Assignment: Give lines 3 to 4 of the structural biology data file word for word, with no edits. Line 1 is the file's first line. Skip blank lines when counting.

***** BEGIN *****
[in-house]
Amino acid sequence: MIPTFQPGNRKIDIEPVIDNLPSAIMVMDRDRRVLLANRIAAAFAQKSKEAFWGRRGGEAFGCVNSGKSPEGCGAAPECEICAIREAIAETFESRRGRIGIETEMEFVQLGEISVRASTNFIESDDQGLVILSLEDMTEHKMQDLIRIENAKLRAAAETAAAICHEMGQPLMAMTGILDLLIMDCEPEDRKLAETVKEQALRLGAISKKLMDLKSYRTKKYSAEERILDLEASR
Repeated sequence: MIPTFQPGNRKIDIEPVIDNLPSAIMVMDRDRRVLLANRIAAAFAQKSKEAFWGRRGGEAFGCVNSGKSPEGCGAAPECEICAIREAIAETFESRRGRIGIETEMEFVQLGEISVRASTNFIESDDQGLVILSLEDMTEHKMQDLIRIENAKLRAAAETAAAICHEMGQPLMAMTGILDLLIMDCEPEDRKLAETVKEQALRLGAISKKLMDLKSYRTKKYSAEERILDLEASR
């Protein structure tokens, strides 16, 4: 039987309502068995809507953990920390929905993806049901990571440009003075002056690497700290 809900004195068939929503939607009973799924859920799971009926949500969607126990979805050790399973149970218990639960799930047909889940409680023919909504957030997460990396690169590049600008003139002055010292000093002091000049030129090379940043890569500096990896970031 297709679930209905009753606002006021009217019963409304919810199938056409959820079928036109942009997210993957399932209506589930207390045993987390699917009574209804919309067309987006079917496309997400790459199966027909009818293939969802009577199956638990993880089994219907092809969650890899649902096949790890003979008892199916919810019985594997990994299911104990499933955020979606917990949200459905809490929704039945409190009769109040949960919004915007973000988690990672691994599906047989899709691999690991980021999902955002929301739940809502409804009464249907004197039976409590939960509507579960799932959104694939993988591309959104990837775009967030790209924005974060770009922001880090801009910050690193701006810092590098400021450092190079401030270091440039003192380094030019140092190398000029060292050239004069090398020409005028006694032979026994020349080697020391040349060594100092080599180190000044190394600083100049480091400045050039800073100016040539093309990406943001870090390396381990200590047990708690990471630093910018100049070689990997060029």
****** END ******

Repeated sequence: MIPTFQPGNRKIDIEPVIDNLPSAIMVMDRDRRVLLANRIAAAFAQKSKEAFWGRRGGEAFGCVNSGKSPEGCGAAPECEICAIREAIAETFESRRGRIGIETEMEFVQLGEISVRASTNFIESDDQGLVILSLEDMTEHKMQDLIRIENAKLRAAAETAAAICHEMGQPLMAMTGILDLLIMDCEPEDRKLAETVKEQALRLGAISKKLMDLKSYRTKKYSAEERILDLEASR
């Protein structure tokens, strides 16, 4: 039987309502068995809507953990920390929905993806049901990571440009003075002056690497700290 809900004195068939929503939607009973799924859920799971009926949500969607126990979805050790399973149970218990639960799930047909889940409680023919909504957030997460990396690169590049600008003139002055010292000093002091000049030129090379940043890569500096990896970031 297709679930209905009753606002006021009217019963409304919810199938056409959820079928036109942009997210993957399932209506589930207390045993987390699917009574209804919309067309987006079917496309997400790459199966027909009818293939969802009577199956638990993880089994219907092809969650890899649902096949790890003979008892199916919810019985594997990994299911104990499933955020979606917990949200459905809490929704039945409190009769109040949960919004915007973000988690990672691994599906047989899709691999690991980021999902955002929301739940809502409804009464249907004197039976409590939960509507579960799932959104694939993988591309959104990837775009967030790209924005974060770009922001880090801009910050690193701006810092590098400021450092190079401030270091440039003192380094030019140092190398000029060292050239004069090398020409005028006694032979026994020349080697020391040349060594100092080599180190000044190394600083100049480091400045050039800073100016040539093309990406943001870090390396381990200590047990708690990471630093910018100049070689990997060029």